Paul Thurmond

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Paul Thurmond
Member of the South Carolina Senate
from the 41st district
Incumbent
Assumed office
January 2013
Preceded by Walter Hundley
Personal details
Born (1976-01-09) January 9, 1976 (age 38)
Aiken, South Carolina
Political party Republican
Relations Strom Thurmond (father), Nancy Moore Thurmond (mother)
Alma mater
Occupation attorney

Paul Reynolds Thurmond (born January 9, 1976) is an American politician from the state of South Carolina. A member of the Republican Party, Thurmond is a member of the South Carolina Senate. His father, Strom Thurmond, served in the United States Senate.

Early life and career[edit]

Paul Reynolds Thurmond was born to Nancy (nee Moore) and Strom Thurmond on January 9, 1976, the couple's fourth child.[1] Strom was 73 years old at the time of Paul's birth.[2] In February 1976, Strom enrolled Paul in The Citadel for a 1993 admission.[1][3] He attended Aiken High School in Aiken, South Carolina, and Vanderbilt University, where he received a scholarship to play tennis.[4][5] He received his Juris Doctor, a law degree, from the University of South Carolina School of Law.[6][7]

Thurmond served as an assistant solicitor in the Ninth Circuit Solicitor's Office, leaving the position in 2005 to open his own law firm.[6] In 2006, he was elected to the Charleston County council. Though he initially announced he would leave politics in 2009, opting not to run for a second term as a councilman,[8] Thurmond chose to run for a seat in the United States House of Representatives, representing South Carolina's 1st congressional district, following Henry E. Brown, Jr.'s retirement in 2010.[9] Thurmond finished second in the Republican primary, forcing a runoff election against Tim Scott.[10] Scott defeated Thurmond in the runoff.[11]

Thurmond ran for the South Carolina Senate in 2012, to represent the 41st district. The seat was vacated by Glenn F. McConnell, who became Lieutenant Governor of South Carolina.[12] Thurmond defeated Walter Hundley, who succeeded McConnell in a special election held in July 2012.[13] Thurmond won the general election, defeating Paul Tinkler, a Charleston City Councilman and member of the Democratic Party, on November 6.[14]

Personal[edit]

Thurmond has a wife, Katie, three sons and a daughter.[7]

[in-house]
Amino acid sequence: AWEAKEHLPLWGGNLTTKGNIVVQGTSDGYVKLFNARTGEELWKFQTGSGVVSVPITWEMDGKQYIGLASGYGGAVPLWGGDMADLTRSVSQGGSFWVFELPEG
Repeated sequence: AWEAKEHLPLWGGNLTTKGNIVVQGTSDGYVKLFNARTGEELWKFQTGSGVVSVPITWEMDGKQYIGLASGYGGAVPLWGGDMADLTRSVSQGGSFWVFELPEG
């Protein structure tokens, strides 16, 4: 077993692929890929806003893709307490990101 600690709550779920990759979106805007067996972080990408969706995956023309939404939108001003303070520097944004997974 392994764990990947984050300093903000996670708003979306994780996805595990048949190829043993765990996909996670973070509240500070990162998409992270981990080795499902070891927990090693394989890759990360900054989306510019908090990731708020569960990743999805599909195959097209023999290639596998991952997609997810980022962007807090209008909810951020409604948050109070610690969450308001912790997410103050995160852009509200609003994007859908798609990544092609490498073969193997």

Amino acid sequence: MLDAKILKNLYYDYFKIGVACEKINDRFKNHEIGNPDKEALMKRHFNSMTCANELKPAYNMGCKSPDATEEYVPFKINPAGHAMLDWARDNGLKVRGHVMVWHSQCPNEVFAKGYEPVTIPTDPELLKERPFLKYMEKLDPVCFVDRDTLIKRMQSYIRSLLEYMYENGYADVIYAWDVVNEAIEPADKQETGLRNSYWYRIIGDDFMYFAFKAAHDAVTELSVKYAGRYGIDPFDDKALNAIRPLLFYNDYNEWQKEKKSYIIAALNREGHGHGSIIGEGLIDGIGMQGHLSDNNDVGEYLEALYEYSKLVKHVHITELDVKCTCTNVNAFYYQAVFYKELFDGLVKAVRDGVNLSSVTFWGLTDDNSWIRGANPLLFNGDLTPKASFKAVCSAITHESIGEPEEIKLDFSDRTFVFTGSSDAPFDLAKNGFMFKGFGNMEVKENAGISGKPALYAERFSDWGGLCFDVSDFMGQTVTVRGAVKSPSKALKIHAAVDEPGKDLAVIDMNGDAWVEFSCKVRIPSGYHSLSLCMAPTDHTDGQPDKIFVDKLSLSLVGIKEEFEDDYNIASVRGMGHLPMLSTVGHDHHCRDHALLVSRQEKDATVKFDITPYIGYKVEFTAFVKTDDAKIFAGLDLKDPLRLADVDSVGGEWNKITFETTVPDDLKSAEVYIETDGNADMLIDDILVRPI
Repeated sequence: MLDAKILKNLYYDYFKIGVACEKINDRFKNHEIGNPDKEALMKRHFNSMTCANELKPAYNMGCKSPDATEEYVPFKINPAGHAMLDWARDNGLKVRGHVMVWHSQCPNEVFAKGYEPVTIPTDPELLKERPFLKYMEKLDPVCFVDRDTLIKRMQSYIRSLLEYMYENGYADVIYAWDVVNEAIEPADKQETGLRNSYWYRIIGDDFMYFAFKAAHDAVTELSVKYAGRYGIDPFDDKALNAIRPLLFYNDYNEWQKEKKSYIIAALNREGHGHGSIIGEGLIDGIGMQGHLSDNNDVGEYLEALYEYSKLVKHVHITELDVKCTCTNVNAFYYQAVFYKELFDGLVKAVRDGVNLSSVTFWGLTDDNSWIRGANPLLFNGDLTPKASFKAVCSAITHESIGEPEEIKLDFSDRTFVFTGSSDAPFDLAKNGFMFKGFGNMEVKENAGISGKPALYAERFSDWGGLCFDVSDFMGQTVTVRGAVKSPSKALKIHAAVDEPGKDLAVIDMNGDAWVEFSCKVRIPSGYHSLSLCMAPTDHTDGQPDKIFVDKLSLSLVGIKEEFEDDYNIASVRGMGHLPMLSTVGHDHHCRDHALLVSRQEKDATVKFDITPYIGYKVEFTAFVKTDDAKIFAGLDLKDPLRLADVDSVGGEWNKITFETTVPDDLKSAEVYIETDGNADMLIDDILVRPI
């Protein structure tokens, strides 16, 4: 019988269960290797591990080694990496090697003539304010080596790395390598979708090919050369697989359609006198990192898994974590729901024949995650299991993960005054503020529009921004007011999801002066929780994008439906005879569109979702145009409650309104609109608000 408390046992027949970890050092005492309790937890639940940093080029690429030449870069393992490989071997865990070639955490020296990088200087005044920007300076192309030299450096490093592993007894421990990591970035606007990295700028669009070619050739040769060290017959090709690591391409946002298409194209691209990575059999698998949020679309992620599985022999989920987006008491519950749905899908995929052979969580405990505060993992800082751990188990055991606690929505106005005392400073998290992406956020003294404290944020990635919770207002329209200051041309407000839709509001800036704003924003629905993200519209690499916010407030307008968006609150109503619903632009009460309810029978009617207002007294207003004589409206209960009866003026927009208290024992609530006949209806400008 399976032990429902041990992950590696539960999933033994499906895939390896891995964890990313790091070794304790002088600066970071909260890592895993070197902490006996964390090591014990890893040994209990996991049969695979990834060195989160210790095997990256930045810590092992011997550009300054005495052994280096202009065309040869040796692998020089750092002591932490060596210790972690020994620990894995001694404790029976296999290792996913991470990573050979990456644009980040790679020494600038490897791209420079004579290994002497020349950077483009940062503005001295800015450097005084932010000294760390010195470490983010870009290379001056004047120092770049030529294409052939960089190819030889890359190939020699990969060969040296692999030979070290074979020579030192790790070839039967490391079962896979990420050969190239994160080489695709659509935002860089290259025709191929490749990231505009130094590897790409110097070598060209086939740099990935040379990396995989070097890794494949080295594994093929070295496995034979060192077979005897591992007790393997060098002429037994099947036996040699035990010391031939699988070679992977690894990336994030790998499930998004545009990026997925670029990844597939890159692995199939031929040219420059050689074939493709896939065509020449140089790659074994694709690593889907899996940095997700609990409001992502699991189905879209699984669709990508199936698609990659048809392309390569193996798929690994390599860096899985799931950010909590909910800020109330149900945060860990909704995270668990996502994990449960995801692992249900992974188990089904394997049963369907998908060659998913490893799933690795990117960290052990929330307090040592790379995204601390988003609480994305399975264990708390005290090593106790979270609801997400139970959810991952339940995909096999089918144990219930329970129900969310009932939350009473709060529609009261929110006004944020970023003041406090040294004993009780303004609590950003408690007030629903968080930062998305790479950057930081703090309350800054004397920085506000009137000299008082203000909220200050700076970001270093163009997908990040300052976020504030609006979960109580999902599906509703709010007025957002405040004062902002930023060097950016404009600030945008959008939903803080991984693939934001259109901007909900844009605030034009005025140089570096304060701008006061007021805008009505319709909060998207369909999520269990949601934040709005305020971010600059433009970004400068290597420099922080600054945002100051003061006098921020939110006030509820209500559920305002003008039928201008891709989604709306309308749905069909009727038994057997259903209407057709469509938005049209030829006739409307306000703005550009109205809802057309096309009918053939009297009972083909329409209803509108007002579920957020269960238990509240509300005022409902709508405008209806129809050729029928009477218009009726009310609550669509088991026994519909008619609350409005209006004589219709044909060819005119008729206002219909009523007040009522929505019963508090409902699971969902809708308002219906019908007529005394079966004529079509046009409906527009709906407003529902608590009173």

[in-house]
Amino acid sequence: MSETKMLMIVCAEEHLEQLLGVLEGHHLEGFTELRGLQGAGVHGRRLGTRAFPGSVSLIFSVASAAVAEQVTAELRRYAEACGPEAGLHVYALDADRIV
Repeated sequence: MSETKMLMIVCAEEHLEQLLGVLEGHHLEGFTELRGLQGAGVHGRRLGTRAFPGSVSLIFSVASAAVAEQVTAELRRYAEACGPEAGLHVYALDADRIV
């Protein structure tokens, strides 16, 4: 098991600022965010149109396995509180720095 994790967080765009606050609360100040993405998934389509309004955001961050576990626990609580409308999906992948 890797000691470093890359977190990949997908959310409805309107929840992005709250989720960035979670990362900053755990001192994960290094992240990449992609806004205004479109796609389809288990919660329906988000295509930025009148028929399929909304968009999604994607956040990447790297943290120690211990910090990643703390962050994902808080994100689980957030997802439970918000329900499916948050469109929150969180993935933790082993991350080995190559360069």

References[edit]

  1. ^ a b "Paul Reynolds Thurmond...". Eugene Register-Guard. Wire Service Reports. February 23, 1976. p. 2A. 
  2. ^ "Thurmond Names New Baby". The Times-News (Hendersonville, North Carolina). Associated Press. January 12, 1976. p. 14. 
  3. ^ "Thurmonds Get a Headstart". Times Daily. United Press International. February 23, 1976. p. 8. 
  4. ^ "Thurmond says he'll seek First District Congressional seat". SCNow. January 20, 2010. 
  5. ^ Brewington, Peter (April 22, 1994). "Christ the King points with pride to success in getting scholarships". USA Today. Retrieved December 17, 2012.  (subscription required)
  6. ^ a b "Thurmond leaving solicitor's office to open law firm with 2 friends". The Post and Courier. August 1, 2005. p. 3E. 
  7. ^ a b "Thurmond says he'll seek First District Congressional seat". The Morning News (SCNow.com). January 20, 2010. 
  8. ^ "Paul Thurmond leaving politics, for now". The State (South Carolina). October 7, 2009. p. 15.  (subscription required)
  9. ^ "Paul Thurmond to run for congressional seat – The Post and Courier". Postandcourier.com. Retrieved December 17, 2012. 
  10. ^ Behre, Robert. Thurmond, Scott head for runoff, Charleston Post and Courier, June 9, 2010.
  11. ^ Kiely, Kathy.Tim Scott wins nomination to become first black Republican congressman since 2003, USA Today, June 22, 2010.
  12. ^ "Thurmond, Pinckney for S.C. Senate – The Post and Courier". Postandcourier.com. November 1, 2012. Retrieved December 17, 2012. 
  13. ^ "Thurmond defeats Hundley handily in Dist. 41 primary runoff - Live5News.com | Charleston, SC | News, Weather, Sports". Live5News.com. Retrieved December 17, 2012. 
  14. ^ "''AP.org'' "South Carolina State Senate and State House Election Results" Accessed November 7, 2012". Hosted.ap.org. November 8, 2012. Retrieved December 17, 2012. 

External links[edit]